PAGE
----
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How to coach and teach the basketball pick-opposite play
(aka the backdoor and flex cut)

Back about 1959, Pete Newell used the backdoor trap. Later, Ed Jucker of Cincinnati fame refined it by swinging the pattern from side to side. Cincinnati’s Backdoor Trap series had one purpose: to give his big men at the forward and post position tremendous scoring power in close to the basket. We all know the easiest way to score is to get a player open under the basket and give him the ball. All eight fundamental plays have this in common; however, one of the most popular moves in the past century was this backdoor trap which later evolved into the flex offense.

I like the pick-opposite because it gets players moving without the ball on the weak side of the court and helps players in receiving a pass while in motion. The screen often causes mismatches when the defense switches to counter the movement. This play can be run from any offensive formation. Only a few are shown here:

Play #4 from a 3-2 Offensive Set

Play #4 from a High Post Offensive Set

Play #4 from a 1-3-1 Offensive Set

Play #4 from a High 1-4 Offensive Set


Many of the same fundamentals for plays #2 and #3 are the same for play #4. The screen must be wide and must be set on the defensive player, no matter where the offensive teammate is on the court. Since the screener will be facing the defensive man, he can set the screen as close as needed without touching him. The screener’s knees should be flexed and ready for contact.

Use a roll to widen the screen. The roll can be a reverse pivot in the direction taken by the defensive man. This gives the screener good rebounding position or leaves him open for a return pass. Whenever the screen forces a switch, you know a good screen has been set.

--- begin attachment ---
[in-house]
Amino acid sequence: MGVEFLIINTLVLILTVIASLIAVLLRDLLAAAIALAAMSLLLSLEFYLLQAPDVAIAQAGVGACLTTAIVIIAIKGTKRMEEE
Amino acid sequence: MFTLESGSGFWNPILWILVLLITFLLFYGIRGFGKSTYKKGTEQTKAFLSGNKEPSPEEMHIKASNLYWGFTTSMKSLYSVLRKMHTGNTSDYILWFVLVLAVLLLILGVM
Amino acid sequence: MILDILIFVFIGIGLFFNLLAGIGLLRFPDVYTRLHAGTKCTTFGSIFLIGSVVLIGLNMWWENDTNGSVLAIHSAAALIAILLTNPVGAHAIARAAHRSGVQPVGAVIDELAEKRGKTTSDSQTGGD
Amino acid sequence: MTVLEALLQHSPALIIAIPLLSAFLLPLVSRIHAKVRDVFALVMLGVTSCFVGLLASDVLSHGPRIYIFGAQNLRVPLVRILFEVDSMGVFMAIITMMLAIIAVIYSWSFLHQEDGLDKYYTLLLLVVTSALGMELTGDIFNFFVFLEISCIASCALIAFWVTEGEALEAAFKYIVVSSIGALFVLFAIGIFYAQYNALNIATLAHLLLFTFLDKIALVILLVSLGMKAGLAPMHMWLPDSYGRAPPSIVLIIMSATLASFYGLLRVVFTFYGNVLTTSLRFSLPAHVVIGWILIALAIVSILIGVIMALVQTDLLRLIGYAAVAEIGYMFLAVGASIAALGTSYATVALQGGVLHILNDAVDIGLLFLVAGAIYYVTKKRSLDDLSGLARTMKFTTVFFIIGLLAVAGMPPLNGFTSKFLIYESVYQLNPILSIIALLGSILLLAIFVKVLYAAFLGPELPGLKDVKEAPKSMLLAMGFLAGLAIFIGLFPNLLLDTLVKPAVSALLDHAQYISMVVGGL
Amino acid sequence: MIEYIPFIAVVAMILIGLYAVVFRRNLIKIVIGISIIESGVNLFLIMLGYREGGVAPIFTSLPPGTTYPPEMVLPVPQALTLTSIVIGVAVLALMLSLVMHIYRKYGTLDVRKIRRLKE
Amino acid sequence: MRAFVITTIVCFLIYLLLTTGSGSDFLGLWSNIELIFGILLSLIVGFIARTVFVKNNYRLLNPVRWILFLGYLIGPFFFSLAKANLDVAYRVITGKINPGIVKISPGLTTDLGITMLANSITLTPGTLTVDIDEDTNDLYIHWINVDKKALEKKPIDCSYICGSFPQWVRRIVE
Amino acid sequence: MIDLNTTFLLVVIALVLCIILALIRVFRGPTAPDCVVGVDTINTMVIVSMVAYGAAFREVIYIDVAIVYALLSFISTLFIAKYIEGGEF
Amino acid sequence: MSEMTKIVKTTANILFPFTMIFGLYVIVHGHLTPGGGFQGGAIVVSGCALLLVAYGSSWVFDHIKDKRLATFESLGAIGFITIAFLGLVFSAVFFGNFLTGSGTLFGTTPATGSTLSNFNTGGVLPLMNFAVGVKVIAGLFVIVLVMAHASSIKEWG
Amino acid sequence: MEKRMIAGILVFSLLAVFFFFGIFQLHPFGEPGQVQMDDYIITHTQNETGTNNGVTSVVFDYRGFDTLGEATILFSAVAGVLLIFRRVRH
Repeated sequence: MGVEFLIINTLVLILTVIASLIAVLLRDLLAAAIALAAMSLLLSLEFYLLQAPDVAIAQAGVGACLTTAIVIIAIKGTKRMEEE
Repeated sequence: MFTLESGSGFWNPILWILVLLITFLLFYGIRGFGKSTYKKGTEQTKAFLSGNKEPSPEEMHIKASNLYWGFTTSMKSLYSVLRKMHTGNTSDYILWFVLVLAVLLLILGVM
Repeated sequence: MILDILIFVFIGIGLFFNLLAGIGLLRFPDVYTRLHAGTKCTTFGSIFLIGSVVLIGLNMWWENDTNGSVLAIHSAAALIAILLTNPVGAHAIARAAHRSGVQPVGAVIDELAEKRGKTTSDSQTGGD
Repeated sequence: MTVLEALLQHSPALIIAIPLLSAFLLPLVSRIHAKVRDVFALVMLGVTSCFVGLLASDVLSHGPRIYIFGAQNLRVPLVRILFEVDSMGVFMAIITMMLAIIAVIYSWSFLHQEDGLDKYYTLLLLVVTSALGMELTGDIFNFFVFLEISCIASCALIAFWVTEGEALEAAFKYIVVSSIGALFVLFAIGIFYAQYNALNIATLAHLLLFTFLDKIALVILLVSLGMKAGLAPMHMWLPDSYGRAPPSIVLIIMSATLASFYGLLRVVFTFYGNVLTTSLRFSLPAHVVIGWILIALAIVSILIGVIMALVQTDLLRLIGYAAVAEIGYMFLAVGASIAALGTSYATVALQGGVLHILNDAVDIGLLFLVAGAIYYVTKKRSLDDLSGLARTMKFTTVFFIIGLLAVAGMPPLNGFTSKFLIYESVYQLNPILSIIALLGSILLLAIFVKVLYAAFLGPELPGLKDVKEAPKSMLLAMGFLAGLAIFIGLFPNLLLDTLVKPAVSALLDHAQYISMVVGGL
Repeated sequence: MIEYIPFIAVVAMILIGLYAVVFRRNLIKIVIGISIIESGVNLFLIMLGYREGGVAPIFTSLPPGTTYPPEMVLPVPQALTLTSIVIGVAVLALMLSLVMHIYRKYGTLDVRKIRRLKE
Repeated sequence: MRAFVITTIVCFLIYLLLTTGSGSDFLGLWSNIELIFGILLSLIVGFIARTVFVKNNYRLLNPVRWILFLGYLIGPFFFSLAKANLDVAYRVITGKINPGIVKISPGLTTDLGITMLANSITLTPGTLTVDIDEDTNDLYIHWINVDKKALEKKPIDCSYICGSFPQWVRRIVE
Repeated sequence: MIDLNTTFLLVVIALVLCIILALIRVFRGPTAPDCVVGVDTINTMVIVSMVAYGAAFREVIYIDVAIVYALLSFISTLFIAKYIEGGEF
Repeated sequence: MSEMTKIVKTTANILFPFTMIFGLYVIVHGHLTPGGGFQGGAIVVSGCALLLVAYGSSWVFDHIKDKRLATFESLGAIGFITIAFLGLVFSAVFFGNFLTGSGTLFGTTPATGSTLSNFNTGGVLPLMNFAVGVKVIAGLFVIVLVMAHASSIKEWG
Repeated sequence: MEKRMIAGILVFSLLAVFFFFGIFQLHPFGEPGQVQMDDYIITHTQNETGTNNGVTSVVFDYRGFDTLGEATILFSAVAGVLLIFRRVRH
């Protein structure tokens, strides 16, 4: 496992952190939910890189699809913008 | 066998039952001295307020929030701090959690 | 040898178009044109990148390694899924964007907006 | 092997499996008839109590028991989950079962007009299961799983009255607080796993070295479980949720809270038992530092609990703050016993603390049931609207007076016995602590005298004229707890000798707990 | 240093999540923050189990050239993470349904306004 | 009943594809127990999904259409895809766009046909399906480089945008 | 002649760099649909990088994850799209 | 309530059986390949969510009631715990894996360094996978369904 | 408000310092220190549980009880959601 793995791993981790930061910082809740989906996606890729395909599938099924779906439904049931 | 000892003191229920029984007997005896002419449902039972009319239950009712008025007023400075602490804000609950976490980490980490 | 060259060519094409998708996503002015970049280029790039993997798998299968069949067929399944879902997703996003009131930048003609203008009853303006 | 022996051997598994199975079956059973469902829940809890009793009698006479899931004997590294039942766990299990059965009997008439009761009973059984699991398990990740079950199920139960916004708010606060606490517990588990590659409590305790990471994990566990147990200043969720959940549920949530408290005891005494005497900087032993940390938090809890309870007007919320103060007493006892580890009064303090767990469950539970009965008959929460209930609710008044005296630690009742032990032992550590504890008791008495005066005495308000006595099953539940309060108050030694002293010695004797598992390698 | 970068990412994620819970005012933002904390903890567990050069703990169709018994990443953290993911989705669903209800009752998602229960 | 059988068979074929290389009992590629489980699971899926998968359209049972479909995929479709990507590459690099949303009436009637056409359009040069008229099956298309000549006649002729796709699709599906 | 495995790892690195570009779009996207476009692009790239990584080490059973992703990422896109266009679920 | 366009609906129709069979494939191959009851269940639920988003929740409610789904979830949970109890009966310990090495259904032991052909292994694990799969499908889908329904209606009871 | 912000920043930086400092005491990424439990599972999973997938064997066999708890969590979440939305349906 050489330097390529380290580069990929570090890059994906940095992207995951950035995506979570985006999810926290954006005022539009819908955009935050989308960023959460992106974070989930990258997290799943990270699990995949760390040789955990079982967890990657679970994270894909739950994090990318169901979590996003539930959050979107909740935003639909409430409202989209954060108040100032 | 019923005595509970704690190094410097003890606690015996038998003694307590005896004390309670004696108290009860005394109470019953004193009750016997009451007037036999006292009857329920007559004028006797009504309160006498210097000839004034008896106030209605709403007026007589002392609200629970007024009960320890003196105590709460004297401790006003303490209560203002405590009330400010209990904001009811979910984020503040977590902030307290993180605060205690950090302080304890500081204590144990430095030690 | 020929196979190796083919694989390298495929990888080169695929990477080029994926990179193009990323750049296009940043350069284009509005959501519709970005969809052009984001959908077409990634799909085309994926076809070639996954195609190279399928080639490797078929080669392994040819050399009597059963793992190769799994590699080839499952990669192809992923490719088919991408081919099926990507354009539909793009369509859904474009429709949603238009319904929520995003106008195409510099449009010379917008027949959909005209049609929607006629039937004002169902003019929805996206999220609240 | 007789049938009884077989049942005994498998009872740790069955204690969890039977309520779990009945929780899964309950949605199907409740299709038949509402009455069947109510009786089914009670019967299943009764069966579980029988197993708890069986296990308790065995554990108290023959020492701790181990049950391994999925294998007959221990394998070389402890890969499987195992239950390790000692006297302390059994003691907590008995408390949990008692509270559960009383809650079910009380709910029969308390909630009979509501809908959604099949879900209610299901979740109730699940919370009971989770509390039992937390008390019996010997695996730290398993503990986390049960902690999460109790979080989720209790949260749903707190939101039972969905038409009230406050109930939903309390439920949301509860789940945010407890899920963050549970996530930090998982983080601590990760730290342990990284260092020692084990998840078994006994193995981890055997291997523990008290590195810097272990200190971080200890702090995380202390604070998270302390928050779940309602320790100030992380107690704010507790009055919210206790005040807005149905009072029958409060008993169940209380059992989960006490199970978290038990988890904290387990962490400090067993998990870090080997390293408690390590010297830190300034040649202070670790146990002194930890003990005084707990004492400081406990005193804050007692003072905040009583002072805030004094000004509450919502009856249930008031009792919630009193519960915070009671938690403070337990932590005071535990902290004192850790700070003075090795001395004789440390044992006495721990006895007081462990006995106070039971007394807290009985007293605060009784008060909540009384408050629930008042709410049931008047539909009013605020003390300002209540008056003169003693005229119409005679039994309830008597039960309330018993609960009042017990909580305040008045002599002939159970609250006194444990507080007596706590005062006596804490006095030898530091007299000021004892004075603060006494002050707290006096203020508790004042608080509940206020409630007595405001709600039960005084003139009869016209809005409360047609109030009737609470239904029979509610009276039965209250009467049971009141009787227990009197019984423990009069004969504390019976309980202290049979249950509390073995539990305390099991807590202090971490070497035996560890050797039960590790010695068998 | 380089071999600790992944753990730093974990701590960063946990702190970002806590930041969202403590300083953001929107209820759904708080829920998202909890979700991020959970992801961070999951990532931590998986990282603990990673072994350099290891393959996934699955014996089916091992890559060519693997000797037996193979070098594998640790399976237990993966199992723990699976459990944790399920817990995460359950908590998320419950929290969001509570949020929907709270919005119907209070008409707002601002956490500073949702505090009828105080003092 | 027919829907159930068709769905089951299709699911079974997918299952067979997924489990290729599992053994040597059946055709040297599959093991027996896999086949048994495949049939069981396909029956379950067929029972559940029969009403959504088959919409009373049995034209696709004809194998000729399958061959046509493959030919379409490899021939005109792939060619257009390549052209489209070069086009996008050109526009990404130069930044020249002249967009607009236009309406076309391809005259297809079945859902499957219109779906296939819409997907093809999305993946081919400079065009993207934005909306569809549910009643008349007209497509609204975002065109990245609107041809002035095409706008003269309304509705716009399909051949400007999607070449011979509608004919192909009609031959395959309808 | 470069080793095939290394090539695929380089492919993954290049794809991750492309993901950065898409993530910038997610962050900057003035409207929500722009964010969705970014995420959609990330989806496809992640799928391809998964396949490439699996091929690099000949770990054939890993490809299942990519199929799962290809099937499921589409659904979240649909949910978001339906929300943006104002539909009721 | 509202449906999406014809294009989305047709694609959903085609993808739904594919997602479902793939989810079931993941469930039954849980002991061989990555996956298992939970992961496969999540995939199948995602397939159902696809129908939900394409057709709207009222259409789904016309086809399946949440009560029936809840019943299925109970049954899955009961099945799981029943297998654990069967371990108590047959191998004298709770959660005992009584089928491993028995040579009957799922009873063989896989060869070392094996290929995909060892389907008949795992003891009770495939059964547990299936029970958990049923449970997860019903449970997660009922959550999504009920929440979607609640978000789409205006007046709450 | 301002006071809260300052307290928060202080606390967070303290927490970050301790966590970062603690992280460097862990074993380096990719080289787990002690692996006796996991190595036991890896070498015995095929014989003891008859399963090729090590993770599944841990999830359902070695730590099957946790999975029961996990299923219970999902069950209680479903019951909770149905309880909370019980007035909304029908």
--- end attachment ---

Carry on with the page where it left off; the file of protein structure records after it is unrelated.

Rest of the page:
Players may receive the ball at the low post, medium post, or high post. Different shots must be mastered from all three positions, even though it is designed primarily to get the ball to a man at the low post.

When breaking off a #4 or flashing to the post players must come to the ball hard and come to a jump stop. This way, either foot can be the pivot foot. The screener should always open toward the ball as he, more often than not, is the most often open for a good shot


Close-out pivot chair drill

Close-out pivot chair drill

Use a chair to practice close-out pivot to open up for a pass. As the players break to chair, reverse or close-out pivot, and break back for the pass. Note: two steps should be taken.


Forwards dribble & close-out pivot

Give all forwards a ball to practice the dribble-up and close-out pivot. All dribble and come to a jump-stop. On command they all step toward the coach and prepare to hand off.


Forwards dribble & close-out pivot
Two-man close-out pivot Drill

Two-man close-out pivot Drill

Forward starts with ball and dribbles to the free throw area and comes to a jump stop.

1. Guard goes outside

2. Guard goes inside

3. Guard goes either way

4. Add defense on guard

5. Add defense on forward


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  6. How to Teach Players to Dribble a Basketball

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